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The classification of arthropods is fluid, as entomologists and taxonomists gather new information and reassess how organisms relate to each other. In recent years, scientists determined that some six-legged arthropods that were long considered insects really weren't insects at all. Three arthropod orders that were once neatly listed under the Class Insecta were cast aside.

The three orders – Protura, Collembola, and Diplura – now stand separately as entognathous hexapods instead of insects. These arthropods do have six legs, but other morphological traits distinguish them from their insect cousins. The most important trait they share is mouthparts that are retracted and concealed within the head (which is what the term entognathous means). The Collembola, or springtails, are the most familiar of these three not-really-insects insect groups. 

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They First Appeared on Earth at Least 400 Million Years Ago

Fossil insect trapped in amber
The fossil record of insects dates back 400 million years.

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The fossil record of insects takes us back an astounding 400 million years. The Devonian period, though called the Age of Fishes, also saw the growth of terrestrial forests on dry land, and with these plants came insects. While fossil evidence of insects from before the Devonian period is unlikely to exist, we do have fossil plant evidence from that time. And some of those fossilized plants show evidence of being munched on by mites or insects of some kind.

In the Carboniferous period, insects really took hold and started to diversify. Ancestors of modern day true bugs, cockroaches, dragonflies, and mayflies were among those crawling and flying among the ferns. And these insects weren't tiny, either. In fact, the largest known of these ancient insects, a dragonfly predecessor called a griffenfly, boasted a wingspan of 28 inches.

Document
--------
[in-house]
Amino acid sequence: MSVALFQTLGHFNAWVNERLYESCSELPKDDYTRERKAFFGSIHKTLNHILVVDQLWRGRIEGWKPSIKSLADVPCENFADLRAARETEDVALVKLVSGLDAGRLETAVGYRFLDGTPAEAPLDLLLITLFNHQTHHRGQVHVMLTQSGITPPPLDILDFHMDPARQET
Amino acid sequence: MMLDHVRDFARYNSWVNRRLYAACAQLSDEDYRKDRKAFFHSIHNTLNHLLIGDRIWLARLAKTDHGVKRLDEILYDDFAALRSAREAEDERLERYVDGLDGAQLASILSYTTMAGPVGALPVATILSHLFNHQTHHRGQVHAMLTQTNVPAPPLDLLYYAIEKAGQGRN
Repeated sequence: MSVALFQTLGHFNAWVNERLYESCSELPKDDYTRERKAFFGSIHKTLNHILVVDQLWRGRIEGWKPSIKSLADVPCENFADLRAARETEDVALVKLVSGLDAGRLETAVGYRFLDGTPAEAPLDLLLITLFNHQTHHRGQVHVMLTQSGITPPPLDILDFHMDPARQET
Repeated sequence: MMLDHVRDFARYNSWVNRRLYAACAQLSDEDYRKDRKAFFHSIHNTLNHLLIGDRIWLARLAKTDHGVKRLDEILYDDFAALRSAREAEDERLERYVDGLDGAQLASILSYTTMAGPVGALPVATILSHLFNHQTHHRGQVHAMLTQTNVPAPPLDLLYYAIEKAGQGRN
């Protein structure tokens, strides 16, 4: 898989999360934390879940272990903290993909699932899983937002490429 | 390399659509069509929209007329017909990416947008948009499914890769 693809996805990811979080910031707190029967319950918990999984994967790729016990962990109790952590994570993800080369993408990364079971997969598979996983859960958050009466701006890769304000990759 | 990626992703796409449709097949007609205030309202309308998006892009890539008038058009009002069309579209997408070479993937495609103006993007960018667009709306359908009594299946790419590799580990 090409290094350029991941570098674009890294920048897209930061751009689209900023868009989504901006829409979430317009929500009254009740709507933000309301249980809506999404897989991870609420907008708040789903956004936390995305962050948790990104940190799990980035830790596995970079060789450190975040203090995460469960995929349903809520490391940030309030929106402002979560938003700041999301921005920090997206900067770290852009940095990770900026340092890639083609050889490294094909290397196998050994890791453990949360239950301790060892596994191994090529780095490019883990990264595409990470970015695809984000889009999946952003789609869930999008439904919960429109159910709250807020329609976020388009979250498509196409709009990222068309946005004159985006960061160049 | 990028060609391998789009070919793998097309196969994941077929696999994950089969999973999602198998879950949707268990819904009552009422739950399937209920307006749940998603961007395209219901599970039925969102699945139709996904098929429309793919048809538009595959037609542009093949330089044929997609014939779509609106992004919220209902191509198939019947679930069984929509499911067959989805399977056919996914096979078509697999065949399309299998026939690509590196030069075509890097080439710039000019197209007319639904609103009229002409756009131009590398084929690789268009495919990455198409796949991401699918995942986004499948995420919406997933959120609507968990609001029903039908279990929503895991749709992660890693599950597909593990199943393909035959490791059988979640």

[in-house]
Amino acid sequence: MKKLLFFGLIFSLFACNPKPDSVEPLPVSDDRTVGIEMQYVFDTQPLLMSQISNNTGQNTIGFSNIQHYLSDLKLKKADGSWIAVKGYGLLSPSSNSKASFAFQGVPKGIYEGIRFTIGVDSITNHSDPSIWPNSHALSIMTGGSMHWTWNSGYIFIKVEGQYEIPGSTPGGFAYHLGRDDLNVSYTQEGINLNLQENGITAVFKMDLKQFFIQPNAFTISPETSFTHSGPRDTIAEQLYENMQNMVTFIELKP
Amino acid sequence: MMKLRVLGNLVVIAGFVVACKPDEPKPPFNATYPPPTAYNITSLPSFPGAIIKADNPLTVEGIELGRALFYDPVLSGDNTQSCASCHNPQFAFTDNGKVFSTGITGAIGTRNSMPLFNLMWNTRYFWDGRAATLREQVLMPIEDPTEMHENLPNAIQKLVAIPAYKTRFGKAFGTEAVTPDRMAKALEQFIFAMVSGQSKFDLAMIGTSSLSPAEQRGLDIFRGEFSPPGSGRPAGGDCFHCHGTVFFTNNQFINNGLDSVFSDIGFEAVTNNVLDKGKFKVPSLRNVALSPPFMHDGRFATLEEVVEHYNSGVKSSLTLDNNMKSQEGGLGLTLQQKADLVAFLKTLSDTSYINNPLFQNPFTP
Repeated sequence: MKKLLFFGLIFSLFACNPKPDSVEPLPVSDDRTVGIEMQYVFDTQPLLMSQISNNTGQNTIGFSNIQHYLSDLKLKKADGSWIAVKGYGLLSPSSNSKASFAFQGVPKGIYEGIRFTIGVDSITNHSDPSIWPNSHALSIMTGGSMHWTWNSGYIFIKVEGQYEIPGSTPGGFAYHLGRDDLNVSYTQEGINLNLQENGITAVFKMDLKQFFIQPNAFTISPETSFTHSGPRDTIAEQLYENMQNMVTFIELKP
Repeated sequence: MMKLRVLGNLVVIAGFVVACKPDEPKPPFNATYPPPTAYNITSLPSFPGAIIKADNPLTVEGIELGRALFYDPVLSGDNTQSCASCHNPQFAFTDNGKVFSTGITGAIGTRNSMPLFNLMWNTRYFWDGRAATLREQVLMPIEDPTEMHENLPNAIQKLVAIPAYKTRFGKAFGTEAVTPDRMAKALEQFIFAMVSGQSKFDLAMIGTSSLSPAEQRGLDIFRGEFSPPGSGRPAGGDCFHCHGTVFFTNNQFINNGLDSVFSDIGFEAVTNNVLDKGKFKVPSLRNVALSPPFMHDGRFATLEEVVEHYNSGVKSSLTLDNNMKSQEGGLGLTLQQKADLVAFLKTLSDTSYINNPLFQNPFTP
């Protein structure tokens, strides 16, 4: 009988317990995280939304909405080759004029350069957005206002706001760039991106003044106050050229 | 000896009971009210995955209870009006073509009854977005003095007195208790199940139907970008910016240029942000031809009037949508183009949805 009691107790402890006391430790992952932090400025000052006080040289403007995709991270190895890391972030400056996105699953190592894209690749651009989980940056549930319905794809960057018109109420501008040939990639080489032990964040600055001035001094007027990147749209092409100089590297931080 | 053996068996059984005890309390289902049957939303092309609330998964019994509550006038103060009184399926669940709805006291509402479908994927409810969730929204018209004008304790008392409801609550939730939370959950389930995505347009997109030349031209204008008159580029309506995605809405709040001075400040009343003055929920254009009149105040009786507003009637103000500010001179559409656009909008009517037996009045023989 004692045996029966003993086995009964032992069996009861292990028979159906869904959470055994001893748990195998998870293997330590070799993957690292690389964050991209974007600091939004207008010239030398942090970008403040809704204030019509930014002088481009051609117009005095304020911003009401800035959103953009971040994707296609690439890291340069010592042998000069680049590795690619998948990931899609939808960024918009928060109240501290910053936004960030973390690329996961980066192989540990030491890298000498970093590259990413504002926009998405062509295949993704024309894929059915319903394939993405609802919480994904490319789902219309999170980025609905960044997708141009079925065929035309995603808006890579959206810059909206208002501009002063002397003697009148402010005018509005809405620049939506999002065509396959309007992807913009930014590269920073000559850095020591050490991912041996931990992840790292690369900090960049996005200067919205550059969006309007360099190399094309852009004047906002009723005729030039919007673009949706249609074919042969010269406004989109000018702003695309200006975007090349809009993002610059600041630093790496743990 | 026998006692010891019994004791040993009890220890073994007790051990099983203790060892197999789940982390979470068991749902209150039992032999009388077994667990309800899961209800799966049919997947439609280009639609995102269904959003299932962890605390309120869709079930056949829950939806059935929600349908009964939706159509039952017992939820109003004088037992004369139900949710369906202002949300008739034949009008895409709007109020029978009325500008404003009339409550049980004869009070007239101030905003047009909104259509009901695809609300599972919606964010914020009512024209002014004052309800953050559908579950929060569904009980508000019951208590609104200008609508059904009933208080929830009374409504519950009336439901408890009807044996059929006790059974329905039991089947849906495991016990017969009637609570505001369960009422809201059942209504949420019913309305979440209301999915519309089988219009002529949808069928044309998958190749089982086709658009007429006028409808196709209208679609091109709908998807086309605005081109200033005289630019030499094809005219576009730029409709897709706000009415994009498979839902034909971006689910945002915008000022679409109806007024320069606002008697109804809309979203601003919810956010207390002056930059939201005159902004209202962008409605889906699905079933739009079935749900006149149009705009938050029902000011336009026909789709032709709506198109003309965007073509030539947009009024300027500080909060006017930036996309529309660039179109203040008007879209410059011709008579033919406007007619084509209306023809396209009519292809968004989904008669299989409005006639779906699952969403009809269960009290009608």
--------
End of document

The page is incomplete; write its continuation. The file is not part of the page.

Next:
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They All Have the Same Basic Mouthparts, but Use Them Differently

Beetle mouthparts
Insect mouthparts are modified to suit their diet.

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Insects from ants to zorapterans share the same basic structures to form their mouthparts. The labrum and labium essentially function as the upper and lower lips, respectively. The hypopharynx is a tongue-like structure that projects forward. The mandibles are the jaws. And finally, the maxillae may serve several functions, including tasting, chewing, and holding the food.

How these structures are modified reveals a lot about how and what an insect eats. The type of mouthparts an insect has can help you identify its taxonomic order. True bugs, which include many sap-feeding insects, have mouthparts modified for piercing and sucking fluids. Insects that feed on blood, like mosquitoes, also have piercing, sucking mouthparts. Butterflies and moths drink fluids and have mouthparts formed into a proboscis or straw for doing so efficiently. Beetles have chewing mouthparts, as do grasshoppers, termites, and stick insects.

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There Are Three Different Kinds of Insect "Eyes"

Compound eyes of a fly
Compound eyes are made up of dozens of lenses.


Many of the adult insects we observe have large eyes called compound eyes for detecting light and images. Some immature insects have compound eyes, too. Compound eyes are made up of individual light sensors known as ommatidia, lenses that work together to enable the insect to see what's around it. Some insects may have just a few ommatidia in each eye, while others have dozens. The dragonfly eye is perhaps the most sophisticated of all, with more than 10,000 ommatidia in each compound eye.